Trump’s Approach To The Press

Chrysta Castañeda was recently features on WILS 1320 talk radio discussing Donald Trump’s approach to the press. Below is an excerpt from her interview. Listen to the entire interview here.

Q. Trump appears to be combative with the press, how do you think of the way he’s dealing with them at this point?

He’s consistent in his methods and has certainly generated a ton of buzz about how he treats the press along with what he’s saying and not saying. In general I think it’s viewed to be a pretty haphazard approach.

Q. Well what do you think about the way the press is treating him?

It’s very interesting, I was thinking back to prior administrations and there were some reporters who were on the ‘do not call on’ list, and didn’t get to ask a single question for about eight years. I don’t think that’s much different from previous administrations, but perhaps Mr. Trump was a little more aggressive in explaining why he wasn’t going to call on certain reporters.

Q. Do you think the press has earned this reaction from the President Elect in terms of how they’ve been reporting on him?

That’s hard to say, like any spat between people you have to consider who started it, who responded to it, and how they ended up in this situation. I think the press have had a fairly negative view of the president-elect, but they are the people who report the news to the citizenry and so they’re due some respect on that front.

Q. Should he change the way he’s behaving with the press?

At some point he may find that he needs the press to get out his messages, and if so I think a different approach would be warranted.

Q. What about twitter, is that not going to be enough?

My opinion is that the people you reach through social media are not the same people you reach through the press, and your legacy is largely defined by the press not the twitter records. So those may be things he wants to consider.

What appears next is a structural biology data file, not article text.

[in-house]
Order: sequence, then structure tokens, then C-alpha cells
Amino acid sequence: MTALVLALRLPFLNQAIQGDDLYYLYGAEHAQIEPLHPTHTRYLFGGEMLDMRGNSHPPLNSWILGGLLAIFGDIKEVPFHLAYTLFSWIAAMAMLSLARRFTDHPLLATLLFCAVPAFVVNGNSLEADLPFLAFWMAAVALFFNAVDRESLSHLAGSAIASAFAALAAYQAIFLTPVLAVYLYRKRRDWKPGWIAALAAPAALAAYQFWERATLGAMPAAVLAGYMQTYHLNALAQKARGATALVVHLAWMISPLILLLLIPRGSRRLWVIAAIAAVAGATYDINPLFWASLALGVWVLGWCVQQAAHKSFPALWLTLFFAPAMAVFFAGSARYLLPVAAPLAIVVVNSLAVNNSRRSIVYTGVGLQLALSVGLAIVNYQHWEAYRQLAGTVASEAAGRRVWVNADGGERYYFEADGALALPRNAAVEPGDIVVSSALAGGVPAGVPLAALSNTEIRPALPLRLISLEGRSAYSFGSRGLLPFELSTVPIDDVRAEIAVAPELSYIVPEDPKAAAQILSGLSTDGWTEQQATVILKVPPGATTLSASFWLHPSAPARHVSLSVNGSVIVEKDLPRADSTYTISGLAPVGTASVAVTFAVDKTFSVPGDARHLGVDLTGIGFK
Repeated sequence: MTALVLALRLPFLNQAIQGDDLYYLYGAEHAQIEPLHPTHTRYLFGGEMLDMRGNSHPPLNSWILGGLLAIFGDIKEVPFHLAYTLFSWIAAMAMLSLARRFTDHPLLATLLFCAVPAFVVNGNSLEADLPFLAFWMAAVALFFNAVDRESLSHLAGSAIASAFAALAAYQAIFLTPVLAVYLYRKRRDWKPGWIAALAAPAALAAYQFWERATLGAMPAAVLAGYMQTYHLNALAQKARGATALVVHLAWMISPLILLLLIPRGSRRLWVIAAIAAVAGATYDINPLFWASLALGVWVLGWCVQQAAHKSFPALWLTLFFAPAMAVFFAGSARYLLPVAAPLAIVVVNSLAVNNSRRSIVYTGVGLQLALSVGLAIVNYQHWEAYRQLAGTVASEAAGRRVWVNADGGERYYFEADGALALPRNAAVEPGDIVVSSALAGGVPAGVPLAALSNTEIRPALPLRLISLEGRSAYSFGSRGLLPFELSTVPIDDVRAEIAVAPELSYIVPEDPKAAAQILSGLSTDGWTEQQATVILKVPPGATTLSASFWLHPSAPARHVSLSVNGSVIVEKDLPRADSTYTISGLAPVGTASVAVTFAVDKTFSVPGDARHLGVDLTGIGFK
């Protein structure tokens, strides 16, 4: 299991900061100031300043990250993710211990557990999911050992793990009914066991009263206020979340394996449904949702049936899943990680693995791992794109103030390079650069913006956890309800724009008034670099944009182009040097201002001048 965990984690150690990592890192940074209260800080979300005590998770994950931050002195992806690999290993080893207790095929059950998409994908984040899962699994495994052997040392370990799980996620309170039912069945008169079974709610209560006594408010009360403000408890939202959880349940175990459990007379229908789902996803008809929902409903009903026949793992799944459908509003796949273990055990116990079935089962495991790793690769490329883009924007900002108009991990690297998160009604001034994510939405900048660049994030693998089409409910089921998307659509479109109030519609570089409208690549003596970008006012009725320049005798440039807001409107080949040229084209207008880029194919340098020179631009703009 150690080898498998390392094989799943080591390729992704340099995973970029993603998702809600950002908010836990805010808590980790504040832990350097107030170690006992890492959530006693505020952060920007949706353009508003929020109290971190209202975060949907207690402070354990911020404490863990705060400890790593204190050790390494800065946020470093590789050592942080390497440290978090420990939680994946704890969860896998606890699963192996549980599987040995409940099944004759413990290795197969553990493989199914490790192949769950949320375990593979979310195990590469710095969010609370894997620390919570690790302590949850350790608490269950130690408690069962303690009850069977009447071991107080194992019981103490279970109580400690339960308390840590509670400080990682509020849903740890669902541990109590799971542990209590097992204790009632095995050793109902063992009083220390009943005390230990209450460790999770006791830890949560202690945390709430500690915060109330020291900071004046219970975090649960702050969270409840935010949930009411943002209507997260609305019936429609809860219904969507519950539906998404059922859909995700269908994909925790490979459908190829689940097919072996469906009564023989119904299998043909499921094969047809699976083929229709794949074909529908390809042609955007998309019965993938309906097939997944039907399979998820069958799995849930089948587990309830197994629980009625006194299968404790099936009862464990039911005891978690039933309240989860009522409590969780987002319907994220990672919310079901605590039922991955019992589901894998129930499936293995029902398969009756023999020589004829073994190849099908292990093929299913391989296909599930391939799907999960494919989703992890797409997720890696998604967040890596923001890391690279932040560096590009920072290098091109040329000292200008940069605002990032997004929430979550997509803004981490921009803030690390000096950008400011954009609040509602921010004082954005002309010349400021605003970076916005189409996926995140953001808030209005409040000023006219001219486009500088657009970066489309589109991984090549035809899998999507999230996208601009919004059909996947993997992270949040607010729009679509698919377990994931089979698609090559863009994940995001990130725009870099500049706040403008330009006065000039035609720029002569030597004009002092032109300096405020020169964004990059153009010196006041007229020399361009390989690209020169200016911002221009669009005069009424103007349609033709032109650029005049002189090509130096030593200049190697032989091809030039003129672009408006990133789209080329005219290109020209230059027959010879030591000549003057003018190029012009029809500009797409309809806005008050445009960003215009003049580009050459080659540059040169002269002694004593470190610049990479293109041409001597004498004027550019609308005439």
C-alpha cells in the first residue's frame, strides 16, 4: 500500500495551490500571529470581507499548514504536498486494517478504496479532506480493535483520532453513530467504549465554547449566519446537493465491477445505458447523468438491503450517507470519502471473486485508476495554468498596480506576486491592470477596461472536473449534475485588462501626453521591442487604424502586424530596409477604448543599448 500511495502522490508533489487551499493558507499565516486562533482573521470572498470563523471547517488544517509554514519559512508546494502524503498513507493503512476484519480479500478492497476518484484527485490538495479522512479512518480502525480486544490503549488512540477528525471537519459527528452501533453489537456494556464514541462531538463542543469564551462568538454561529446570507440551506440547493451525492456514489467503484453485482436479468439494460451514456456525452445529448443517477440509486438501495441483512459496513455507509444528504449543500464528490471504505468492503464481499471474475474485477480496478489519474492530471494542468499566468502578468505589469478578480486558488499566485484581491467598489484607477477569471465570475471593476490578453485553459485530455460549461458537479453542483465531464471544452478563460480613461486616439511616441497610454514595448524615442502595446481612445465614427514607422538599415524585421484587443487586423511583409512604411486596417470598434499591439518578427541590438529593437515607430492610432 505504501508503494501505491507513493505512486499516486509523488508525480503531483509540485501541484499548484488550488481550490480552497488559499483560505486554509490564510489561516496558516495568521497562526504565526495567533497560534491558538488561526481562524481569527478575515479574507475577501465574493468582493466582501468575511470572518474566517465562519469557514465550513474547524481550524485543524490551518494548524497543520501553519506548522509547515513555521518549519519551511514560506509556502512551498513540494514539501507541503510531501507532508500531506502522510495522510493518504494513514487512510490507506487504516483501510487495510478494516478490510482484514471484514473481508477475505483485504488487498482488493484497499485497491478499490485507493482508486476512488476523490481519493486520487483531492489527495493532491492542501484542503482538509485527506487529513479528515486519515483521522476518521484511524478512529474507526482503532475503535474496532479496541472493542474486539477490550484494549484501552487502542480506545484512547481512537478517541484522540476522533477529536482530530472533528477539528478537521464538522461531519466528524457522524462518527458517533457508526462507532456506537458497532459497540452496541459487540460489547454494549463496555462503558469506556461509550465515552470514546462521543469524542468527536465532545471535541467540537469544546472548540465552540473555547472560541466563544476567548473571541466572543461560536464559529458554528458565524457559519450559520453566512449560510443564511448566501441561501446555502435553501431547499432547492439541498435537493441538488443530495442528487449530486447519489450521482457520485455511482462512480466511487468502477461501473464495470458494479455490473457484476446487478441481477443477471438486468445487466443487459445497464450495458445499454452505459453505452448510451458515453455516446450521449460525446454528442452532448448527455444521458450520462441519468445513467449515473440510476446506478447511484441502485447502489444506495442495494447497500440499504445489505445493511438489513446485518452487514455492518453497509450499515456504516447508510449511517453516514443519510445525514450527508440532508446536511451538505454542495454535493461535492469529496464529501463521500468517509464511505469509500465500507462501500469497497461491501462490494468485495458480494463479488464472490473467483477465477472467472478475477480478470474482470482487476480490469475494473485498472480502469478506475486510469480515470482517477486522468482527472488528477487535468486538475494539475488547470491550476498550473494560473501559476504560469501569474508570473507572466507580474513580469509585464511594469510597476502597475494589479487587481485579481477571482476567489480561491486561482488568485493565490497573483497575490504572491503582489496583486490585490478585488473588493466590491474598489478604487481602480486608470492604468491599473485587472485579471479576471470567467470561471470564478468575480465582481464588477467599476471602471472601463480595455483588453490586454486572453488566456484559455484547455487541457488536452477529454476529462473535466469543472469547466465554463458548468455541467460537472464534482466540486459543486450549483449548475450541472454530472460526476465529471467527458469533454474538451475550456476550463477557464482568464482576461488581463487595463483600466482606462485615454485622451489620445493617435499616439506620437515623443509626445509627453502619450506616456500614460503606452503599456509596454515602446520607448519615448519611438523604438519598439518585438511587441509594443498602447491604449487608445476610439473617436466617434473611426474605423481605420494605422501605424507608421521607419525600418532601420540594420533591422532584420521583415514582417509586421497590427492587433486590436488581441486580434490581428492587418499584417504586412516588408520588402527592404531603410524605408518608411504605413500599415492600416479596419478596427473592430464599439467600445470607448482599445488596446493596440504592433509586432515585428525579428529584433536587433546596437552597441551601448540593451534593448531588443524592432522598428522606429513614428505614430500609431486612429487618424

Q. If the press has been essentially against you for years, how do you change their mind?

Like any relationship it requires a different approach. Maybe he holds more press conferences, maybe he’ll need to answer questions a little more directly, maybe use less combative terms. There’s no indication of that right now, his press secretary certainly came out swinging in this latest press conference.

Q. Do you think the press is truly unfair to Donald Trump, not just the way they deal with him, but in the tone they use to cover him?

I think there are certain viewpoints the press may have about him that get echoed article to article, and that may or may not be completely deserved. I think he also fosters some of his reputation of the press by the way he treats people.

Fine Tuning Voir Dire

I recently sat through voir dire as a panel member in one of the criminal district courts in Dallas County.  It’s always good to watch other practitioners go about their art; I always learn a lot (or am reminded of what I already know).  To my fellow trial lawyers who read this blog, here are a few reminders:

  • Communicate clearly about the legal principles at issue. This is particularly hard in a criminal voir dire when you aren’t allowed to discuss the facts, but make sure your questions are crystal clear about how the law works under various situations.  Counsel got tripped up when asking the ultimate “for cause” question, whether each panel member could award the full range of punishment.
  • Listen more than you talk. It takes professional maturity to know that it’s not about you or your mastery of the case; it’s about digging out information about your panel members as fast and as thoroughly as possible.
  • Ditch the pretense that voir dire is a game show and you are the host. No “I can’t hear you”-s after asking how the whole panel is today.  Find a way to be relatable without being insincere.
  • Focus on striking those people who are biased against your side. Never ever lose this focus.  It’s the only thing that matters.  You aren’t trying to impress 72 people; you’re trying to figure out which of those 72 people you can’t live with on your jury for the next two weeks.
  • Don’t ask a single question that doesn’t get you to the previous point. Sit down if you’ve asked all you need to ask.